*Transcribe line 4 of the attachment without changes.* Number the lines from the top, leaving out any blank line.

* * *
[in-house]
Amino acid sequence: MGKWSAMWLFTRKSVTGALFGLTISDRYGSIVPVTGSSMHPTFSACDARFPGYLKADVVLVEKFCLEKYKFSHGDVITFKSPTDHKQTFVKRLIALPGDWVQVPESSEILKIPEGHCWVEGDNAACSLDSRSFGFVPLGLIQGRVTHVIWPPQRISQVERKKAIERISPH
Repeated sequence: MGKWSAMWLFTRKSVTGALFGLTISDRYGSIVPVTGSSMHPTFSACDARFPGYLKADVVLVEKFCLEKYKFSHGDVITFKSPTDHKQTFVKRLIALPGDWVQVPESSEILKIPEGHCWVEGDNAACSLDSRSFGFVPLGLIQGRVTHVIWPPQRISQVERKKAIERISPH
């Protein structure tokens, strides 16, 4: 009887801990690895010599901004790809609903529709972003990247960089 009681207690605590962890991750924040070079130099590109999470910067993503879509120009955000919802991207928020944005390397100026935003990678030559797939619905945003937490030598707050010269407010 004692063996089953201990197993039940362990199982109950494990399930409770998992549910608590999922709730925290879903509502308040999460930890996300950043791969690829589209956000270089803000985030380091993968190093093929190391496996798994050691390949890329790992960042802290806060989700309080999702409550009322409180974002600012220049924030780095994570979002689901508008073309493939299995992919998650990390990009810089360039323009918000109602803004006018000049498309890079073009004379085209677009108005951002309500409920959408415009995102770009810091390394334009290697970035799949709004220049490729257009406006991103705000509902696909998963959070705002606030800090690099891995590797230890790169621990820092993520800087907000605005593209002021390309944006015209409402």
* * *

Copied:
């Protein structure tokens, strides 16, 4: 009887801990690895010599901004790809609903529709972003990247960089 009681207690605590962890991750924040070079130099590109999470910067993503879509120009955000919802991207928020944005390397100026935003990678030559797939619905945003937490030598707050010269407010 004692063996089953201990197993039940362990199982109950494990399930409770998992549910608590999922709730925290879903509502308040999460930890996300950043791969690829589209956000270089803000985030380091993968190093093929190391496996798994050691390949890329790992960042802290806060989700309080999702409550009322409180974002600012220049924030780095994570979002689901508008073309493939299995992919998650990390990009810089360039323009918000109602803004006018000049498309890079073009004379085209677009108005951002309500409920959408415009995102770009810091390394334009290697970035799949709004220049490729257009406006991103705000509902696909998963959070705002606030800090690099891995590797230890790169621990820092993520800087907000605005593209002021390309944006015209409402």